Across The Obelisk Preview –
A Co-op, Team-Based Deckbuilder
Card battlers have become all the rage ever since Slay the Spire sold about two million copies. In some games, the deckbuilding component is tacked on due to this hype, while in others, it is the core component the game is built upon. Across the Obelisk is the latter, a rogue-like card game at its core with four characters at your disposal, adding the positioning mechanics of Darkest Dungeon to create its own take on the genre.
Players create a team from four of the sixteen playable characters (ten currently available in early access). During battle, gamers control one character at a time in an order based on their speed. Attacks are made with cards that either hit a specific position (i.e. the front monster, the back monster), or that have a customizable or random target.
Controlling four players fighting against four enemies does increase the battle time significantly, however, with some battles taking as long as a short game of Magic: The Gathering. This is due to the enemies’ ability to heal and provide themselves buffs, making the gameplay more interesting while allowing them to survive ten rounds in some cases. Players earn greater bonuses for eliminating them quicker, which does add a certain urgency to offset this.
Each run unlocks additional characters, assuming their side missions are undergone, new cards, permanent town perks, and other advantages. The game never feels unfair, yet the difficulty is high enough to please experienced strategists.
The world map is well designed despite its simplistic art style. Each of the four maps (three currently available in early access) provides multiple, intersecting paths to choose from, providing different events, merchants, healing areas, and side quest opportunities. Unlike most games in the genre, encounters aren’t random, allowing gamers to plan their journey and the enemies they face to maximize strengths, align encounters with their playstyle, and obtain loot. While many rogue-like games would suffer from this predictability, there’s still enough randomness and luck-based events to keep it interesting. This includes story events, where one draws cards and adds up their energy, or mana, value to pass skill checks. These sequences do lack the depth of Griftlands, as the storytelling is simplistic, being more appropriate for gamers aged 5 to 10, which contradicts the complex gameplay and the intended audience.
Variation between runs also emerges with special opportunities to increase the challenge of a battle for better rewards. These challenges provide random buffs to the enemies which are noted beforehand, allowing one to pursue the risk/reward mechanic that made Slay the Spire so well known. For instance, is it worth allowing the enemy to freeze your team every other round to unlock a card that heals as much as it damages?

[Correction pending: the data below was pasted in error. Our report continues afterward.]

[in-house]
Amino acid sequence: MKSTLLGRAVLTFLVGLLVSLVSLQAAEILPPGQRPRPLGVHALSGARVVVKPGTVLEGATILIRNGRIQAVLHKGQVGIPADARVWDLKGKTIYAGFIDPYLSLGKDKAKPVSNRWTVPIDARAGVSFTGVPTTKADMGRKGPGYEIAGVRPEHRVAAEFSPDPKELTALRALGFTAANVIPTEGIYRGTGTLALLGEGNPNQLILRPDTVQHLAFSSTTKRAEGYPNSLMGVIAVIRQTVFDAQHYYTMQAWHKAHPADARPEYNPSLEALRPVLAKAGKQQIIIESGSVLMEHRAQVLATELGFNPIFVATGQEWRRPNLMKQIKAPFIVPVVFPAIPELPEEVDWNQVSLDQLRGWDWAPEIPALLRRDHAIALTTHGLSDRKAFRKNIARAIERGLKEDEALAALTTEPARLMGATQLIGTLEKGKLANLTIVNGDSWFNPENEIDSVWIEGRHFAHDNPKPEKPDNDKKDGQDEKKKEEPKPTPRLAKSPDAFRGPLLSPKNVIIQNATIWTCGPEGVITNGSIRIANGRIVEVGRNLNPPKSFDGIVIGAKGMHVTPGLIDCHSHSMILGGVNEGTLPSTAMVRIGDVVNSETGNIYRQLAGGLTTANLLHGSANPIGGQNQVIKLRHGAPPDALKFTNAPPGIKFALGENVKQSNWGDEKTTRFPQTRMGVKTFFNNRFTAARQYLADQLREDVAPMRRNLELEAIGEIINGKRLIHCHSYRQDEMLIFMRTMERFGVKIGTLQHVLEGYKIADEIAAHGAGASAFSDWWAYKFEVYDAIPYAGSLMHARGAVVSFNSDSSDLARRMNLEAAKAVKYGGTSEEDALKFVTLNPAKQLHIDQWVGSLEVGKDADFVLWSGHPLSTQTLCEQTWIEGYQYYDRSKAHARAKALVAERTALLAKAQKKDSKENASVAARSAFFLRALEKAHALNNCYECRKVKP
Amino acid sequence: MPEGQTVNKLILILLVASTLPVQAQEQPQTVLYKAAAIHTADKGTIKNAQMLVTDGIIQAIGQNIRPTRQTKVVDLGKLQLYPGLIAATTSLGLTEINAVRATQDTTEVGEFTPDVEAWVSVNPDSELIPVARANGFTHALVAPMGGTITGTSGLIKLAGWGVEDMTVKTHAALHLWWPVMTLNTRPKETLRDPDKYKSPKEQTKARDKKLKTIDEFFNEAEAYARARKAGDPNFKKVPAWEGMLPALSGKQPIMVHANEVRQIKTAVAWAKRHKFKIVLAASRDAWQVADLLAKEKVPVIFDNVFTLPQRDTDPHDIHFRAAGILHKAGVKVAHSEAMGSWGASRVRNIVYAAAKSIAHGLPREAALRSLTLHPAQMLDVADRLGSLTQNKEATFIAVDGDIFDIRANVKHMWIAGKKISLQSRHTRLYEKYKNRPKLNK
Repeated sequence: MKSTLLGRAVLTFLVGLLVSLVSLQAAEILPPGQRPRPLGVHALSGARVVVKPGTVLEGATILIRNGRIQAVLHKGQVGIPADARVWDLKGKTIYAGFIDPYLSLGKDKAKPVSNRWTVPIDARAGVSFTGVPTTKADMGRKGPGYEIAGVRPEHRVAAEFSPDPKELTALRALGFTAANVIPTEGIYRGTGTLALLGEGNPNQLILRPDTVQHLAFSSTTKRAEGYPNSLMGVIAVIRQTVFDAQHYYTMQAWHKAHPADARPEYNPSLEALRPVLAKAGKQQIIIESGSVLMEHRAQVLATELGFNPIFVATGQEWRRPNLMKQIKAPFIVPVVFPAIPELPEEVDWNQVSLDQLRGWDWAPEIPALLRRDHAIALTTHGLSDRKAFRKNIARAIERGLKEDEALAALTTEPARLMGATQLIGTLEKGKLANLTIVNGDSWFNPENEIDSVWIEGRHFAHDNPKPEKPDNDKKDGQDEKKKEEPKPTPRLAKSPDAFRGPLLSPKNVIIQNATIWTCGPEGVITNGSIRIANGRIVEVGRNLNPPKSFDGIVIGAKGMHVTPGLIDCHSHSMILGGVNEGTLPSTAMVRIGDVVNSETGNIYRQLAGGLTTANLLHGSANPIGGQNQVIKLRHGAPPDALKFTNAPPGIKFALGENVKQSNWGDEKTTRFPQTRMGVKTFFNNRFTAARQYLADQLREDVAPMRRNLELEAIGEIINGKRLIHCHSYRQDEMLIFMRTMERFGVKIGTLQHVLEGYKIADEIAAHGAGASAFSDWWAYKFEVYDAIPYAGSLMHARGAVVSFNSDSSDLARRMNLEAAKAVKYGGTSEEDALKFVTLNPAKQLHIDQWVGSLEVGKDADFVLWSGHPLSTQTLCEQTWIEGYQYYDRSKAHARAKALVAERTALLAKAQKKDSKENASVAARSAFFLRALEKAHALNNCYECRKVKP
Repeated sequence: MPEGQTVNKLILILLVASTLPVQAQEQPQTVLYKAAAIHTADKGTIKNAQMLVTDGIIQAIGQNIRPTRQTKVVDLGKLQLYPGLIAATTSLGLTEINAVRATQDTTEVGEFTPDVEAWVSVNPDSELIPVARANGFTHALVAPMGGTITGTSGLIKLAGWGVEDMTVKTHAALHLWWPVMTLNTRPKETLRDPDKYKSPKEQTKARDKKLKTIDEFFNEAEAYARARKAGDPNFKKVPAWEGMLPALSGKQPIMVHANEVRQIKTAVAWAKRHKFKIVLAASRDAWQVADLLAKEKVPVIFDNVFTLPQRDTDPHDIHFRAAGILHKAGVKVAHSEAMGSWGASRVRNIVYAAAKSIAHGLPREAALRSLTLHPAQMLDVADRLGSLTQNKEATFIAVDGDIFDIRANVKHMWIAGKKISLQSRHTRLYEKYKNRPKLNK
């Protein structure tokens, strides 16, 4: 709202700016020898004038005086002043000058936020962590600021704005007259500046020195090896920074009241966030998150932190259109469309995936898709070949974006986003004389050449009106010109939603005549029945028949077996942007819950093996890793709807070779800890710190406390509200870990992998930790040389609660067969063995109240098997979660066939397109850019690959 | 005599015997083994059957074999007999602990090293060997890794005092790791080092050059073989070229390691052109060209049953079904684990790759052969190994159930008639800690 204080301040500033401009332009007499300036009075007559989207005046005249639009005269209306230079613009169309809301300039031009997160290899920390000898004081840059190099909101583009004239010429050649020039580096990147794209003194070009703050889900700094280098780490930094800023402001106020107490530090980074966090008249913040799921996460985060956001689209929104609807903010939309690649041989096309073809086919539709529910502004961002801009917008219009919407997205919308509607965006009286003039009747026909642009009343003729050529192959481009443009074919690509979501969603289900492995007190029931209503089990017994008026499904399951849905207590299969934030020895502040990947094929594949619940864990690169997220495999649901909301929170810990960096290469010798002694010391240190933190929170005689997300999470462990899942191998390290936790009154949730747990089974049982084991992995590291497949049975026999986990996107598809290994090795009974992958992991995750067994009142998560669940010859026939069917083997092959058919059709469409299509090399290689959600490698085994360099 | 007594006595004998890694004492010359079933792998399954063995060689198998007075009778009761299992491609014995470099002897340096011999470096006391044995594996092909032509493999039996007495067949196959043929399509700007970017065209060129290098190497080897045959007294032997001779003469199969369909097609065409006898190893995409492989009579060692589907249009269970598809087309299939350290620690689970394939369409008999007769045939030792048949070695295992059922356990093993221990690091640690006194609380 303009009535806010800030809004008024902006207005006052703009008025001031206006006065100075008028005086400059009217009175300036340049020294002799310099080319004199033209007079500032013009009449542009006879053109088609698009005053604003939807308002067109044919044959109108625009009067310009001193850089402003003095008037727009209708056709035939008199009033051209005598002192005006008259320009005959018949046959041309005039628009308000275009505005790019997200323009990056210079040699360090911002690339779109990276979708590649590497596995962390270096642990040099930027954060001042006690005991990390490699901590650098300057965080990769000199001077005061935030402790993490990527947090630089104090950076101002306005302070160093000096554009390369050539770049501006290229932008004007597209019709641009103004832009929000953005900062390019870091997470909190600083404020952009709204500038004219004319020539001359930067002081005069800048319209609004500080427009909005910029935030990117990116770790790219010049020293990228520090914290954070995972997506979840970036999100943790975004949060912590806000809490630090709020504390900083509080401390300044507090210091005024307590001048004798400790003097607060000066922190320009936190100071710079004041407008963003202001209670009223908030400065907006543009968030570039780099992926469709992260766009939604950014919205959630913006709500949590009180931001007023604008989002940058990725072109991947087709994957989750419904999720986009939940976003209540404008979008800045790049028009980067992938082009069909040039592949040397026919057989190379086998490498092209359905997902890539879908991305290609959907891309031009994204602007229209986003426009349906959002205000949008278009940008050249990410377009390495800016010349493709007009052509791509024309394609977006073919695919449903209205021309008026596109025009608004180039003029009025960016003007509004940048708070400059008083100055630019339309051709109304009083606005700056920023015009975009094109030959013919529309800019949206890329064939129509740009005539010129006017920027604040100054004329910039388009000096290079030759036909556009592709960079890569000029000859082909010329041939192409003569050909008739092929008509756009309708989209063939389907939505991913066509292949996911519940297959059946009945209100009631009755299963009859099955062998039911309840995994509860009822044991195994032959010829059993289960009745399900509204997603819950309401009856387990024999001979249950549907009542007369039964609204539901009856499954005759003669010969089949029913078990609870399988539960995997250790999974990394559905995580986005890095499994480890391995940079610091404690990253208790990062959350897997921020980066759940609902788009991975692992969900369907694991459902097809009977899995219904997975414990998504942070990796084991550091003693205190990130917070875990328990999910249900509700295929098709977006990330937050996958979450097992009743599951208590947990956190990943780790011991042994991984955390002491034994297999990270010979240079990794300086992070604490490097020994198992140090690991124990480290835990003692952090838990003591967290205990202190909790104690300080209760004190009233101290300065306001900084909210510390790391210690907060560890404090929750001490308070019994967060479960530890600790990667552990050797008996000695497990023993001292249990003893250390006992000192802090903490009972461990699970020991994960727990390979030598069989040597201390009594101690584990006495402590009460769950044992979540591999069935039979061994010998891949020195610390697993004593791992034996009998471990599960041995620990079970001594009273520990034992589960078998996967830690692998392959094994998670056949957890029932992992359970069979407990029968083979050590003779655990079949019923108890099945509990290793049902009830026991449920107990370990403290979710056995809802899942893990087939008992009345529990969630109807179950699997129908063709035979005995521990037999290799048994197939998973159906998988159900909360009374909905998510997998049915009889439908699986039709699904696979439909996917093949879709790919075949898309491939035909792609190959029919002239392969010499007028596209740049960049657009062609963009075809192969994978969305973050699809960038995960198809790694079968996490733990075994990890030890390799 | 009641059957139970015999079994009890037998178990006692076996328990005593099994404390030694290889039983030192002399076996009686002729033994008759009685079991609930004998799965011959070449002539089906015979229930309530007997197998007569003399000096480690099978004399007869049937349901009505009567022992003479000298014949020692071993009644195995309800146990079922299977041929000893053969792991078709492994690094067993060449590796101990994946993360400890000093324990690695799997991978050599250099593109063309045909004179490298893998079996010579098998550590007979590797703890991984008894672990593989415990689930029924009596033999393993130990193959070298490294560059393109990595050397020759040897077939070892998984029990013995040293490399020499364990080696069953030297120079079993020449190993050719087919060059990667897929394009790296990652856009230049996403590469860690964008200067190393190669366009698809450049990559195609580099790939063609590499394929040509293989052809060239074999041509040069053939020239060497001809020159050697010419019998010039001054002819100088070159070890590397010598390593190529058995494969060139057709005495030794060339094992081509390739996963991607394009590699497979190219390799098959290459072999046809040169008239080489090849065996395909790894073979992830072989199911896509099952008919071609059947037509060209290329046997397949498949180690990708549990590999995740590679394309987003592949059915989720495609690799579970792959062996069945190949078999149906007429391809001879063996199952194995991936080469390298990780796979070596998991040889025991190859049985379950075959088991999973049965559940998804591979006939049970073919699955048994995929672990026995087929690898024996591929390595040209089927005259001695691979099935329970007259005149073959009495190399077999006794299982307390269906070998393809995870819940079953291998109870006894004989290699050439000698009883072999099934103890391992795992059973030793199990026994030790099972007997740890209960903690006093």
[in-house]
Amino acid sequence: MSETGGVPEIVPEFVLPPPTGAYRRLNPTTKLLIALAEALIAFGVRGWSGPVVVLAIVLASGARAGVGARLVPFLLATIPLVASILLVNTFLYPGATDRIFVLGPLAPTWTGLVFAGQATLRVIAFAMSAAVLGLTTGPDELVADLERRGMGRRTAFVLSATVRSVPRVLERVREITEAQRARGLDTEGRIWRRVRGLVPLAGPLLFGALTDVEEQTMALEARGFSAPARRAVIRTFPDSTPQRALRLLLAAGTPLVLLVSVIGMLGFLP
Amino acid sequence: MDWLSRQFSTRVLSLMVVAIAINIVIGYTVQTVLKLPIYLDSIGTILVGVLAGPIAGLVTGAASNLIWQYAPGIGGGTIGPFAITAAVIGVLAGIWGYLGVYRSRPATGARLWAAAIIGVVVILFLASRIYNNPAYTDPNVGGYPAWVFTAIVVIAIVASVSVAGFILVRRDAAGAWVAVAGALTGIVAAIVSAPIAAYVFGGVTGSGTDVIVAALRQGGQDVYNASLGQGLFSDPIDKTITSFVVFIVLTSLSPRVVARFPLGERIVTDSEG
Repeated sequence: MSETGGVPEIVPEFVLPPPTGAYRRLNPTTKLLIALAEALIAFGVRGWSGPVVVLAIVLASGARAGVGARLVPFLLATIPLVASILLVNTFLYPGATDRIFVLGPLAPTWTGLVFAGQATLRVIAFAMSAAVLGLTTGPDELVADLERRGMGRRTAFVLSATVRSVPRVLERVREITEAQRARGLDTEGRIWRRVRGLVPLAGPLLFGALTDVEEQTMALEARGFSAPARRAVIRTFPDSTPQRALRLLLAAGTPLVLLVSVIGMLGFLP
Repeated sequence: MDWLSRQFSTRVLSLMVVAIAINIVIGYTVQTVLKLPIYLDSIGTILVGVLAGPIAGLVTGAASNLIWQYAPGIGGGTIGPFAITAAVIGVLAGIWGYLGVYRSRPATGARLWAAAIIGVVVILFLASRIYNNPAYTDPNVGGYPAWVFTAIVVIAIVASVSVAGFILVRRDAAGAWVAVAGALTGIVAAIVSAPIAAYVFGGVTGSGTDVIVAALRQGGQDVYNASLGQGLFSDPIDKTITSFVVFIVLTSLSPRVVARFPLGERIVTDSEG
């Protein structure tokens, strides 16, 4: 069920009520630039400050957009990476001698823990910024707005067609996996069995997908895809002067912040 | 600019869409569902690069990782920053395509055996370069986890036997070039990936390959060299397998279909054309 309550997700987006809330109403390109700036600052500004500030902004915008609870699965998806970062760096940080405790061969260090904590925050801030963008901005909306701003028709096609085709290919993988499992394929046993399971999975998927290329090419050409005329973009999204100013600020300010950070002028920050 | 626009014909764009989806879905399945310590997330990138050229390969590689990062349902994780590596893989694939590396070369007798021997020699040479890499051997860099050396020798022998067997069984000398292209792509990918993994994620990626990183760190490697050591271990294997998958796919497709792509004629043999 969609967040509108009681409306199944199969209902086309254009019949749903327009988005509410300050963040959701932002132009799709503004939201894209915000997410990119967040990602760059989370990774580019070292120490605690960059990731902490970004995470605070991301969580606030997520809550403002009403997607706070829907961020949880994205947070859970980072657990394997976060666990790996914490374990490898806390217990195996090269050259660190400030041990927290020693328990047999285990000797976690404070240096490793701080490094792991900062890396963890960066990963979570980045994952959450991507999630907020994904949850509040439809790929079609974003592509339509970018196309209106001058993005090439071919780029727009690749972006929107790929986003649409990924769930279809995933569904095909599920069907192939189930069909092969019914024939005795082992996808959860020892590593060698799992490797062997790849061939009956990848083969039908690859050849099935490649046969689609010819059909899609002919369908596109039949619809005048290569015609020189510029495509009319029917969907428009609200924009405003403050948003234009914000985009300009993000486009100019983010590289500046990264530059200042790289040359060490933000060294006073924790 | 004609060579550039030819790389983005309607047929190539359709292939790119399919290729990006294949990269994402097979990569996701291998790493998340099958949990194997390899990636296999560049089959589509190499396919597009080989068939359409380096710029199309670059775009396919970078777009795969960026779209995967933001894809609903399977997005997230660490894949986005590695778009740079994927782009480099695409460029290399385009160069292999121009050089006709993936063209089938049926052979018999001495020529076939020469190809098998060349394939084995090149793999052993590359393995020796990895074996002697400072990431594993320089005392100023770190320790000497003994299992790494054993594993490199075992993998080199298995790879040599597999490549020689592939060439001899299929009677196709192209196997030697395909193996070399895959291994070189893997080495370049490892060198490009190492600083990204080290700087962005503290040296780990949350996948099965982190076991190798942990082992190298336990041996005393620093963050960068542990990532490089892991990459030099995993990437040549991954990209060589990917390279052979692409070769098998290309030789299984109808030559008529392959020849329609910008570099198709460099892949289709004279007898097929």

Combat skills are complex, similar to the intricacy of Gordian Quest, and far beyond Roguebook. Besides attacking and blocking, one can also manipulate the timeline, slowing the enemy and hastening allies’ turns so they can block before the enemy retaliates. Energy can also be conserved between turns, allowing for more powerful cards or combos to be planned ahead. These two mechanics provide the game with a temporal manipulation that Othercide fans will love, and many characters have access to these time-based skills. A range of magic damage types and other status effects, including stacking burning, poison, and bleed damage, round out the skills, along with a stealth mechanic similar to Darkest Dungeon. With enemies sporting melee, ranged, and magic resistances, one has to choose between specializing in a certain damage type, such as mental damage, or taking a more balanced build.
Each battle won allows characters to select a card from a wide enough pool to allow strategy to dictate the cards one chooses instead of just luck. Enemy resistances and status effects vary by map, so strategy must constantly evolve to mitigate this, such as incorporating more poison dispel cards when entering the water map, Aquarfall.
The music varies from the Zeldaesque welcome screen, to the medieval harps of the world map, to The Sims-styled story music. The soundtrack’s good, if somewhat inconsistent in style, and portrays the whimsical element well.
Enemy designs range from standard fantasy tropes, such as dryads, demon lords, and imps, to more quirky fare such as the three pigs and a corn on the cob that pops corn at your allies. The artwork is quite charming, though Tainted Grail and Deck of Ashes players may find the first level childish.
Note that the last update adds enhancements to make characters feel more unique from one another, more customization options, and a new challenge mode that randomizes the game and maps for those who prefer a less predictable experience. Finally, a co-op mode allows one to play with friends, each taking a character, setting it apart from similar games.
Across the Obelisk is one of the better recent releases in the genre, and shows that Dreamsite Games has much promise as an indie developer. Every element is polished, and even in early access I experienced only one bug in twenty-five hours. Multiple characters with various intersecting strategies, combined with a tactical positioning mechanic, and co-op mode, create a world of discovery within the decks. Shuffle your cards, not your feet, when you go pick up this one.
Full disclosure: This preview is based on a retail copy of Across the Obelisk.